Tiffany: Time For "Breakfast," Or a Brown Bag Lunch?

The Tiffany & Co. store in New York City.
Flickr User: bretthpatrick
The Tiffany & Co. store in New York City.

High end sales are the last to fall off going into a downturn and the first to pickup coming out of a recession. So what does Tiffany'sbetter than expected earnings tell us about where we are in the middle of those two options?

Well, not a whole that more than we already knew:

(1) The aspirational mid-income customer is in trouble (hence weakness in silver jewelry sales in the $500 and below category,

(2) Domestic sales are slowing (up just 1 percent on the quarter) while international sales are booming (+12 percent.) Here's the interesting part: foreign buyers accounted for 14 pecent of retail sales right here in the U.S. Ironically, the weak dollar is helping to boost Tiffany's U.S. sales (thanks to European and Japanese shoppers) while it is also hurting Tiffany's profitability by helping to raise commodity costs.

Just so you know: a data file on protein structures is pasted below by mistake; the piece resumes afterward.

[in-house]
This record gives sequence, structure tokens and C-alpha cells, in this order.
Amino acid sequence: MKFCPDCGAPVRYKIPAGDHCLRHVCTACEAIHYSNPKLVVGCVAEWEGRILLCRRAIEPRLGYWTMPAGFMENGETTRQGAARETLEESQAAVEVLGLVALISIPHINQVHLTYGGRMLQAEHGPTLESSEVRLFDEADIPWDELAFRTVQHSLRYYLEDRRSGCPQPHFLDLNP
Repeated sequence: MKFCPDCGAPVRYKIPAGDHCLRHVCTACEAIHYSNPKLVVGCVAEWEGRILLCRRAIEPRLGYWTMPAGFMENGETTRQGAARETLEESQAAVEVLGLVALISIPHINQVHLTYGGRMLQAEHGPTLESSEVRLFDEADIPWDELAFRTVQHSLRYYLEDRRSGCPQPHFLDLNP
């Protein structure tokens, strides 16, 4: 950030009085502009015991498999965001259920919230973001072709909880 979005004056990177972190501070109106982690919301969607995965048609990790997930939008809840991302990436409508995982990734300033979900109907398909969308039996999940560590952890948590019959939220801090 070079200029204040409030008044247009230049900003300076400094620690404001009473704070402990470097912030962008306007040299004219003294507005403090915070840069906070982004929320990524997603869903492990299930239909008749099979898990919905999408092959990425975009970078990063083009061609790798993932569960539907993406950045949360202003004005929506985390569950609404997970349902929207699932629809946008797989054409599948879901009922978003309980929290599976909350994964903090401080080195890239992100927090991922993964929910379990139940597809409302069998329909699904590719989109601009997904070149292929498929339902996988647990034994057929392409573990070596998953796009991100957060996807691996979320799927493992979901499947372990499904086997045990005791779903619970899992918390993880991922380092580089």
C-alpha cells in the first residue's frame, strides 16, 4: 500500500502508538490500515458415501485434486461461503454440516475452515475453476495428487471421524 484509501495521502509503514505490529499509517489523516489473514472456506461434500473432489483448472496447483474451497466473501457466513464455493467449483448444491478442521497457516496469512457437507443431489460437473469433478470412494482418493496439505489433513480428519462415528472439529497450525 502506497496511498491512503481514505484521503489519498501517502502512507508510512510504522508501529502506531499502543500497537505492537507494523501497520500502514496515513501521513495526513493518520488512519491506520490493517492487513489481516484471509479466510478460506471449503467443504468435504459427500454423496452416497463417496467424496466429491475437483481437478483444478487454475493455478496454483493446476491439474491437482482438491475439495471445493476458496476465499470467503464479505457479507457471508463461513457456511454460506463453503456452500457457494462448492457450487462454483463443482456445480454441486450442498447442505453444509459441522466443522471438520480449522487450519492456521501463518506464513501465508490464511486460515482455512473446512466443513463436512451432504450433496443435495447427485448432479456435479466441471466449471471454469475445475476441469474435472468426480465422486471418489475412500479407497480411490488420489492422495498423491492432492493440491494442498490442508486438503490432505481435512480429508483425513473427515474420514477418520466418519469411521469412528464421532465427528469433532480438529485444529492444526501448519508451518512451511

Tiffany's does expect sales softness in the U.S. through the second quarter. The Middle East, Russia and Asia are hot markets though for the jeweler with the little blue box. Today's stock performance (its strongest in 7 years) has something to do with the high level of short interest leading into earnings results as well as optimism about Tiffany's 1.27 EPS results.

Is there such a thing as recession proof in retail? No. The growth of the aspirational buyer over the past few years has helped to bring mid-income shoppers up to the Tiffany's, Nordstroms and Saks of the world. Without them, the sales results at these high end stores will be faced with some tough comparisons year over year (when compared to when they were shopping.)

That said, the ultra high end and high income shopper may be pausing purchases but they're certainly not stopping them altogether. These upper income shoppers pause based on psychological inhibitions rather than economic one. In other words, feeling that they should cut back isn't the same as not being able to afford the item in the first place.

Bottom line: The high income shopper is recession proof but clearly high-end stores are not.